If you want to be a wildly successful investor, you'll need to invest in wildly successful companies. (Or mutual funds, or apartment buildings, etc.) But zeroing in on the most promising companies is easier said than done. Here's a favorite method of mine: Build a list of wonderful companies, and then watch for their stocks to fall to compelling prices.
To help you determine whether the company you're looking at is a first-class operation you'd be proud to have in your portfolio, here are five hallmarks of great companies:
1. Powerful brands
Think of well-known brand names in the United States -- or better yet, around the world. General Electric (NYSE: GE ) and Microsoft (Nasdaq: MSFT ) place among the top 10 brands in the world, as ranked by Interbrand. This kind of popular recognition can give these companies a leg up in their industries.
2. Significant products or services
Look for a company that's selling its customers something they really need or really want. Pharmaceutical companies such as Merck (NYSE: MRK ) , for example, manufacture products that people will buy whether they're flush with funds or strapped for cash. (If you're losing bone mass, you're probably not going to forgo taking your Fosamax to save a few bucks.) Firms such as PepsiCo (NYSE: PEP ) and Diageo (NYSE: DEO ) offer consumers things they love. Ideally, look for products that people buy over and over again, such as cheeseburgers and shampoo, instead of items bought only sporadically, like cars or garbage disposals.
3. Consistent, reliable earnings and sales growth -- and robust margins
Great companies grow steadily and find ways to get more and more of their revenue to the bottom line. Johnson & Johnson, for example, has increased its revenues for some 73 consecutive years, hiked its dividend for 44 consecutive years, and posted double-digit earnings increases for 21 consecutive years. Now, isn't that attractive?
4. Strong leadership
This is largely qualitative, but that doesn't mean you can't ferret out some useful impressions and information. Learn to spot good leaders with Foolish articles such as "Identifying Effective Management" and "Investigative Investing."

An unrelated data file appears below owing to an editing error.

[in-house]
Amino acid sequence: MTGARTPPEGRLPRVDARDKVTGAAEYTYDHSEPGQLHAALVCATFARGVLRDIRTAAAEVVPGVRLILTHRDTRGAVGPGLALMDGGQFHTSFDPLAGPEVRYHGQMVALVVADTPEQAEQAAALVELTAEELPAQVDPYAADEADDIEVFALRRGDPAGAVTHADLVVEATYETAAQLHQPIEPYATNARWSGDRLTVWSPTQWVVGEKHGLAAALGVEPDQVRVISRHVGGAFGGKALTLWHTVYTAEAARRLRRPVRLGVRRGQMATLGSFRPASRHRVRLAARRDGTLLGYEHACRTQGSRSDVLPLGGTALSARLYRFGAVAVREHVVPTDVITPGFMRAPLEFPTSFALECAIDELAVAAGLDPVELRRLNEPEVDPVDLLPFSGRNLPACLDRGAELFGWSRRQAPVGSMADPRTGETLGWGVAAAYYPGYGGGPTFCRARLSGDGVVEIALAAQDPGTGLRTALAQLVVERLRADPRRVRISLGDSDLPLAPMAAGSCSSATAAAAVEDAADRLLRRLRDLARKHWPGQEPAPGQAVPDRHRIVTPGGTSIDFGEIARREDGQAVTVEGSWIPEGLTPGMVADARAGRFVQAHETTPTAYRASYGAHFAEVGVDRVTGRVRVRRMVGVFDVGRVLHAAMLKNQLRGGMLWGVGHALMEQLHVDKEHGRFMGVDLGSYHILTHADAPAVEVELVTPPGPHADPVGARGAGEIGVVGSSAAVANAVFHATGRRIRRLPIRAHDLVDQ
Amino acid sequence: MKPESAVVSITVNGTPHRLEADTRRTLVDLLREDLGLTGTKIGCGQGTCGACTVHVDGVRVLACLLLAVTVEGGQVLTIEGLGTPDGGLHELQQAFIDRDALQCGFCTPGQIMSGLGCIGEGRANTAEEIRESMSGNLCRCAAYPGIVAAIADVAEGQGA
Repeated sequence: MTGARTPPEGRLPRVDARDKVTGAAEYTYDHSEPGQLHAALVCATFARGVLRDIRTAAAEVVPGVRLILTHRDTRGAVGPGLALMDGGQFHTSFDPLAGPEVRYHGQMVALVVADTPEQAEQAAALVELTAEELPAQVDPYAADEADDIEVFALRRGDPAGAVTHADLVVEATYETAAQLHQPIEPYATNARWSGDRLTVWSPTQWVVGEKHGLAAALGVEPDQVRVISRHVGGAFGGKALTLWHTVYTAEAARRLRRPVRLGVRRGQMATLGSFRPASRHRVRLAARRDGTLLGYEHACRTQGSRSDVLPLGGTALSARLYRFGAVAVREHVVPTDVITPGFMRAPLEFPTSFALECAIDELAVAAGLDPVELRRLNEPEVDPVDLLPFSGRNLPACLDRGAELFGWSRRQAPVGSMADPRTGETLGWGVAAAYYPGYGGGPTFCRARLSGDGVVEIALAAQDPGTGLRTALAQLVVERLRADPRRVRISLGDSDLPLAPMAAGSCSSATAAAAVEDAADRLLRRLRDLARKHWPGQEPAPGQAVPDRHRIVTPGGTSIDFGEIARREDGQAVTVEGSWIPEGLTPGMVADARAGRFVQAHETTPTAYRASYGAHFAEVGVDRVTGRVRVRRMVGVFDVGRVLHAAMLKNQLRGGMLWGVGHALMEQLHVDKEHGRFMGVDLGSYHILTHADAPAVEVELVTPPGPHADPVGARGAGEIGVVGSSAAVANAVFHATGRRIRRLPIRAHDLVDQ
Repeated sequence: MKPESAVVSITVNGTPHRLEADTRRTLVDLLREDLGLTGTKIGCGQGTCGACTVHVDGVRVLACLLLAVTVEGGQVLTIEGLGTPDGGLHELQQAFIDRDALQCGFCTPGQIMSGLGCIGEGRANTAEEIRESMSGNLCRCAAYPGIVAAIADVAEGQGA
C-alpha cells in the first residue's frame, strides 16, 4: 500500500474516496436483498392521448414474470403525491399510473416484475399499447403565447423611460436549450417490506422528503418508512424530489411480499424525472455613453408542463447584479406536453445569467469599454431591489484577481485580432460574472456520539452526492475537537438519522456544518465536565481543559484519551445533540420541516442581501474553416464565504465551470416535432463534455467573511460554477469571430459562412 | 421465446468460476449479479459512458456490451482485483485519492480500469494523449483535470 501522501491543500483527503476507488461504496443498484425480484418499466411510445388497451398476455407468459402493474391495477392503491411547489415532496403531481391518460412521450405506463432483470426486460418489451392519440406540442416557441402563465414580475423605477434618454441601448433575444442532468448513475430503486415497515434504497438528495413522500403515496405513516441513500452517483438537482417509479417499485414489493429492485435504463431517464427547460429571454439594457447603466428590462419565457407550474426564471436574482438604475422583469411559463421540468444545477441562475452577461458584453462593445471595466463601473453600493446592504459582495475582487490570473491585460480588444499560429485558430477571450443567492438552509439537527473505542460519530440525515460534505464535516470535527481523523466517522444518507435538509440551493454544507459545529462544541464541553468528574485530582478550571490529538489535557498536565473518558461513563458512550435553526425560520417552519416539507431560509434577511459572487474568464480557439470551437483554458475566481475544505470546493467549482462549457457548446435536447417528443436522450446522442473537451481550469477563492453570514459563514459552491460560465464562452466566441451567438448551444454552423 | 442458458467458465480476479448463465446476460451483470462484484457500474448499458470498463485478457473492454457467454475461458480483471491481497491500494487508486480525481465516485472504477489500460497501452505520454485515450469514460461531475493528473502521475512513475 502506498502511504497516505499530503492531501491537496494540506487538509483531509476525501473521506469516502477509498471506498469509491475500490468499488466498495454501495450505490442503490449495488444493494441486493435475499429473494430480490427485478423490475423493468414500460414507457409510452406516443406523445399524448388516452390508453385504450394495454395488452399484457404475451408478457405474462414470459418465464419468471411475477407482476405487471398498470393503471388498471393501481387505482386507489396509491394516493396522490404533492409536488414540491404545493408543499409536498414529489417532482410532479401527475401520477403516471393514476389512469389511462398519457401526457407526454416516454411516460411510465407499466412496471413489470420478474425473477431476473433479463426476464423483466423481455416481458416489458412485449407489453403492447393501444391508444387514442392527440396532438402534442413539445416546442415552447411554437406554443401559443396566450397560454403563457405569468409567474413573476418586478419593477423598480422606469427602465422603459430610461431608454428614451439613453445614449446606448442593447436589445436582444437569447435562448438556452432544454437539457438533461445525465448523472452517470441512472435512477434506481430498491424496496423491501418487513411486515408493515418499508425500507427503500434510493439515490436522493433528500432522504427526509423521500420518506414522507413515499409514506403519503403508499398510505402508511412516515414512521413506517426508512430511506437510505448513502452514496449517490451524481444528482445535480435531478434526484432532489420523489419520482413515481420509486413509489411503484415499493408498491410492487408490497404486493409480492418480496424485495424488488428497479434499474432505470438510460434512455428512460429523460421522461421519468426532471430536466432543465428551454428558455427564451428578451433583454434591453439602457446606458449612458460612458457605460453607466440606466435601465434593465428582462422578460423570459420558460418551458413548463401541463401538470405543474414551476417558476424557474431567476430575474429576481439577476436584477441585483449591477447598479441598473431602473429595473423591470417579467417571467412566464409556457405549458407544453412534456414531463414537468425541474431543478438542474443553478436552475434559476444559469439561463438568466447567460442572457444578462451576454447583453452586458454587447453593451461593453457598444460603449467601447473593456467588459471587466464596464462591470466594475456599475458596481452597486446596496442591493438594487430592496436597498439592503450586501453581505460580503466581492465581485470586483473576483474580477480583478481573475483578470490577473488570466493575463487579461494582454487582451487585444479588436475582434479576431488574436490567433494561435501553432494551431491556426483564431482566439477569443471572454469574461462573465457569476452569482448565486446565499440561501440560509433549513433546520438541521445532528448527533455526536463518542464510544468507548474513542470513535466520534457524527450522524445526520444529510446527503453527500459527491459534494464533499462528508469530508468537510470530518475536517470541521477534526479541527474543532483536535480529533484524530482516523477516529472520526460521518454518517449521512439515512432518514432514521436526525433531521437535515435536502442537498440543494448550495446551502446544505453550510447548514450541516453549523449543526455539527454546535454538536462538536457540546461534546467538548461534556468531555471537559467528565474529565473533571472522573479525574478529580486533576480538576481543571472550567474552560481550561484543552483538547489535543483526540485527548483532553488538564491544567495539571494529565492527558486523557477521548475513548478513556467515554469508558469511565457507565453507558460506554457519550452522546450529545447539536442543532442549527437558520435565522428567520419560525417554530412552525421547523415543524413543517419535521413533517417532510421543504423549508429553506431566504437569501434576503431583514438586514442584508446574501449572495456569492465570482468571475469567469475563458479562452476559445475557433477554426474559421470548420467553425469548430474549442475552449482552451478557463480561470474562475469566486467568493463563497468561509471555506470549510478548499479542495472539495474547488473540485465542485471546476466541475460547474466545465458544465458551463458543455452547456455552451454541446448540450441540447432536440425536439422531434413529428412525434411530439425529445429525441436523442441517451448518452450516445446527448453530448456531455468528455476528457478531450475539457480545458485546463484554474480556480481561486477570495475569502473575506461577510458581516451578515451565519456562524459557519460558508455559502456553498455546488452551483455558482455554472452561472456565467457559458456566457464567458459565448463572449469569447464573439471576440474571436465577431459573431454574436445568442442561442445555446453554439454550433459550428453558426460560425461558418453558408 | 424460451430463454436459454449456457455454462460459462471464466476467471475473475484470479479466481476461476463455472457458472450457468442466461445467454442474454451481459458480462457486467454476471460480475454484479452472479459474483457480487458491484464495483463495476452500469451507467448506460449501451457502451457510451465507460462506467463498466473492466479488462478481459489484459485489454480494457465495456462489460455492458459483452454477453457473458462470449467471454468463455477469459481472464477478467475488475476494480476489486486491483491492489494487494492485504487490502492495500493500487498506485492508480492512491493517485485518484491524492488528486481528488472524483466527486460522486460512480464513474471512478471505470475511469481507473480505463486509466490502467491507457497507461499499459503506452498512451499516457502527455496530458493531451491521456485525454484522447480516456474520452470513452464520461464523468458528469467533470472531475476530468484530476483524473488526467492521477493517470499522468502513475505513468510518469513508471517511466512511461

5. A lasting competitive advantage
Think of Boeing, for example. It has just one main competitor in the passenger airliner business -- Airbus. How likely is it to get another competitor? Not too likely. A company would have to spend a heck of a lot of money getting up to speed, what with required equipment and all. It would also need a lot of expertise quickly, and it would have to somehow earn the trust of airplane purchasers. That's a tall order. Similarly, any company that wanted to build a massive online marketplace would have trouble competing with eBay (Nasdaq: EBAY ) -- it just has had too much of a head start and is too big.
And then there's price ...
Once you've identified a great company, you may be tempted to rush out and buy shares at any price. Don't. High-quality companies often trade at premium prices, and paying too much for a stock can hurt your returns. But if you're patient, you'll likely find one or more on sale every now and then. One very successful firm recently trading at a not-so-high price is Coca-Cola. Coke's recent price-to-earnings (P/E) ratio, around 22, is well below its historical average.
Great companies at good prices. That's a recipe that can help you beat the market for decades, and it happens to be a good way to summarize the strategies that Fool co-founders David and Tom Gardner employ in their Motley Fool Stock Advisor investing service. To date, their picks are beating the S&P 500 by nearly 40 percentage points.
I encourage you to take advantage of a free trial of the service (with no obligation). It'll give you full access to all past issues, and you'll be able to see the entire list of recommended stocks and their subsequent performance.
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This article was originally published Sept. 15, 2006. It has been updated.
Longtime Fool contributor Selena Maranjian owns shares of Coca-Cola, Johnson & Johnson, Microsoft, PepsiCo, General Electric, and eBay. Microsoft and Coca-Cola are Motley Fool Inside Value recommendations. Diageo and Johnson & Johnson are Income Investor picks. eBay is a Stock Advisor selection. The Motley Fool is Fools writing for Fools.